Once at the car I get John in and walk over to get Boss in. He needs to be picked up into the car since I have a high SUV and he’s still too young to jump up. He doesn’t like getting into the car. Probably because the only time he gets in the car is to go to the vet. This trip will definitely be the final straw for him.

On the way into the vet office the strategy is the same but reversed. Johnny and I agreed he was working for 10 water balloons if he behaves in the office. When we arrive to the front door I opened it too soon and caught Boss’s paw. He made a loud dog crying sound at which time John chanted the F word at least 20 times. John does this anytime a dog barks or cries. I waited till John was done chanting before we walked inside. Once inside John was screaming at the dog to get down in a “level 4” voice. Level 2 is normal talking voice, which I encouraged him to use but this seemed useless. I began taking water balloons away, “9 balloons, 8 balloons, 7 balloons…”  With each balloon he decreased his sound level. But, it went right back up as soon as Boss became excited or jumpy. The receptionist at first was a little shocked by the noise but realized john is Autistic. I was so impressed with their acceptance and understanding. The one receptionist immediately put us into a room, hoping it would help John relax a little. In the room he became more anxious and aggravated with Boss’s level of excitement.

Finally, the vet came in to give me the estimate and papers to sign. We were out of there.

At this point, John lost all water balloons so we headed home to wait for bowling at 11am.

On the way out the door of the Vet John said, “Scared”

I asked him “Why were you scared?”

“Dr. Lestrud”

Dr. Lestrud is John’s Pulmonary Doctor. I believe John thought he was going to the doctor for himself.

When we got into the car I sat there for a few minutes trying not to cry. I wanted to cry because the people in the office were so nice. I wanted to cry because John thought he was going to the doctor. I wanted to cry because John didn’t feel safe and I didn’t prepare him for the Vet visit. I wanted to cry because this was just so overwhelming.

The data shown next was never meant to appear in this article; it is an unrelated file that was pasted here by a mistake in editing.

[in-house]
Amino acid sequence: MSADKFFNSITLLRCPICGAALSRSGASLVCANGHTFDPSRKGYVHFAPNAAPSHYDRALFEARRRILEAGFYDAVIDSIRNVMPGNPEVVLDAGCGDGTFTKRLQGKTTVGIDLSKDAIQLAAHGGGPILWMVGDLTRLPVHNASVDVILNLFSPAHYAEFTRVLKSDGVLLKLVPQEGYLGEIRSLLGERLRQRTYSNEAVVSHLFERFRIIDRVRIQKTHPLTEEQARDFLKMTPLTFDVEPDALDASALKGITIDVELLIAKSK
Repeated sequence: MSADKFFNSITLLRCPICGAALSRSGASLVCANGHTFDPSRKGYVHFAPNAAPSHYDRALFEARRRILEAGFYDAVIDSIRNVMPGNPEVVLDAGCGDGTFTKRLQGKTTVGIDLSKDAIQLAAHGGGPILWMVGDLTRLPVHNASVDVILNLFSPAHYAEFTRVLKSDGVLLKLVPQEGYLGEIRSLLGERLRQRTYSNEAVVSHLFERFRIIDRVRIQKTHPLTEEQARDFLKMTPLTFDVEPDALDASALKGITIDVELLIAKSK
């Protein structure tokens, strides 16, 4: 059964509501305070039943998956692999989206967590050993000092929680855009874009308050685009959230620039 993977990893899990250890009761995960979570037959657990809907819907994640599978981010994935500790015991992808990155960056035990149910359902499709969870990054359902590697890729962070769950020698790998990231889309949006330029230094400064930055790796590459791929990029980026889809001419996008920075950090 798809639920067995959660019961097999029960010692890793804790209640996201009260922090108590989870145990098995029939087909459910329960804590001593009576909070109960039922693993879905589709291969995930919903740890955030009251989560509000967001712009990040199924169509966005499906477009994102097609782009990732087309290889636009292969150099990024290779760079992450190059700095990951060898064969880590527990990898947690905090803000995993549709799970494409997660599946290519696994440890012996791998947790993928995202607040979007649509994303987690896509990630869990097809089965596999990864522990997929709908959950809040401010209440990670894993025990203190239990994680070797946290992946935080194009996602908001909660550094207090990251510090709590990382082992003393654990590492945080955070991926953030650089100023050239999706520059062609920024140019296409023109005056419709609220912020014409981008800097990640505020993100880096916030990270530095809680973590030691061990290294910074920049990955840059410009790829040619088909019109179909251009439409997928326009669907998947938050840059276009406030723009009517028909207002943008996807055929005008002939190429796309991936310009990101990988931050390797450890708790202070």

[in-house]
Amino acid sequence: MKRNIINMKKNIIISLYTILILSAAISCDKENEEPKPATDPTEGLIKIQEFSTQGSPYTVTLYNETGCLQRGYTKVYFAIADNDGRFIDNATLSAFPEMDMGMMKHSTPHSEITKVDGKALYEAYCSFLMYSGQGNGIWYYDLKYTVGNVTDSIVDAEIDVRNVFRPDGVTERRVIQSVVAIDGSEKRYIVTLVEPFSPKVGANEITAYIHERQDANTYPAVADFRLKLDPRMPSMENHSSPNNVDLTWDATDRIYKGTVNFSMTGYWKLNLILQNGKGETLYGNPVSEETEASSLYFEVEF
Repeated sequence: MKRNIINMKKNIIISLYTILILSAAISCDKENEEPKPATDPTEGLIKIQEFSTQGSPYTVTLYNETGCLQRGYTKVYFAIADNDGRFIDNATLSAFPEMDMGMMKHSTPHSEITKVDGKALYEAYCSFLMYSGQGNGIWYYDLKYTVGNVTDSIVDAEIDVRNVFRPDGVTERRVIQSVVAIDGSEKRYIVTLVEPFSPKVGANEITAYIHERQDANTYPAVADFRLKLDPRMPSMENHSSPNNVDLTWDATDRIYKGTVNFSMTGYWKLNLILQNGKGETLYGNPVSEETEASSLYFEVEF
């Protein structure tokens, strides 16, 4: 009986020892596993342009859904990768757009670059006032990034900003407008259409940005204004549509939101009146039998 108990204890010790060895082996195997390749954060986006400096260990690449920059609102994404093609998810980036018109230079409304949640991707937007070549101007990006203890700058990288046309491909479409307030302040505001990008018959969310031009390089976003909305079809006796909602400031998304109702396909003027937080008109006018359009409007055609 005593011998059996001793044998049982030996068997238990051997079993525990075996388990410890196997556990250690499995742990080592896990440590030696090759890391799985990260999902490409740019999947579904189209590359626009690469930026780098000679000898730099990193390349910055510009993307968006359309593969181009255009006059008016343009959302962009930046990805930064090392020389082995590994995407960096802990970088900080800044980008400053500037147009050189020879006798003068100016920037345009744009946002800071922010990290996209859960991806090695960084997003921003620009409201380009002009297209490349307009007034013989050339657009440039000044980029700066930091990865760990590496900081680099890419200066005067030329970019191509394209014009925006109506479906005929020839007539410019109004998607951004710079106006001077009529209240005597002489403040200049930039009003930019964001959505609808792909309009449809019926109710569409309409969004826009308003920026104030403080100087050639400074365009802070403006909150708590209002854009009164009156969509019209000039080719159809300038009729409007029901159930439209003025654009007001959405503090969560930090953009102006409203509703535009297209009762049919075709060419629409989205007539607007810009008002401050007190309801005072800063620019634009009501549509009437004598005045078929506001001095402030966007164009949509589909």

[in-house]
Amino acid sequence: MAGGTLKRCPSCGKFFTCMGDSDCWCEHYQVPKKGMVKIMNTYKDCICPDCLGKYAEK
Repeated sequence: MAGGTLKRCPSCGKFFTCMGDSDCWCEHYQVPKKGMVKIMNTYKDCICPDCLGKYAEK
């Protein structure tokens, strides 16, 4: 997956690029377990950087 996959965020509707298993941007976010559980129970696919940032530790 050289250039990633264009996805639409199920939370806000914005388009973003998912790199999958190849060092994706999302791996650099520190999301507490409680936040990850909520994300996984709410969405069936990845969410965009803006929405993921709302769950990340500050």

I cried because this was what I seen….

John at Vet

You wouldn’t event know how hard the last 15 minutes were by looking at him. He is in the car, safe and content. He knows he is going home where he is safe and happy.

How does a parent prepare their child for the hard world when they can’t get them out into it?

Shut the front door…

A few post back I talked about how much I yell…

Today, I reached a higher octave. Picture this…

We are on the speaker phone with daddy. Johnny is talking about how he wants water balloons. Daddy is telling him we don’t have any, we will get some Sunday at Costco.

Costco sells these water balloons that are already rubber banded onto a stick that fills 60 balloons with water at a time using a hose. It’s a far cry from the one balloon at a time using the steel water spout out of the side of the house 20 years ago. It only takes seconds to fill 60 balloons now!

When john realized he isn’t getting any balloons at that very moment he gets off the couch, walks towards the back door saying “Son of a Bitch!”

I get up, trip over the dog, mumble “Oh Shit!” and catch myself with the bottom of my stomach dropping out from under me while Kevin is still on speaker phone, laughing.

I missed the opportunity to discipline John for swearing while I sat there on the floor holding my chest from the scare…and swearing.

I finally say Good Bye to my giggling husband and go over to the kitchen to turn the kettle on for a cup of coffee. The kettle sits on my kitchen counter right in front of the window overlooking our deck. The deck has a hammock, a small 10inch deep pool for john’s water balloons and the dog house Kevin built. The hose is hanging over the deck railing ready for some water balloons. Just as I turn the kettle on, John picks up the hose, points it towards the open deck doors and full blast hoses down the inside of our house.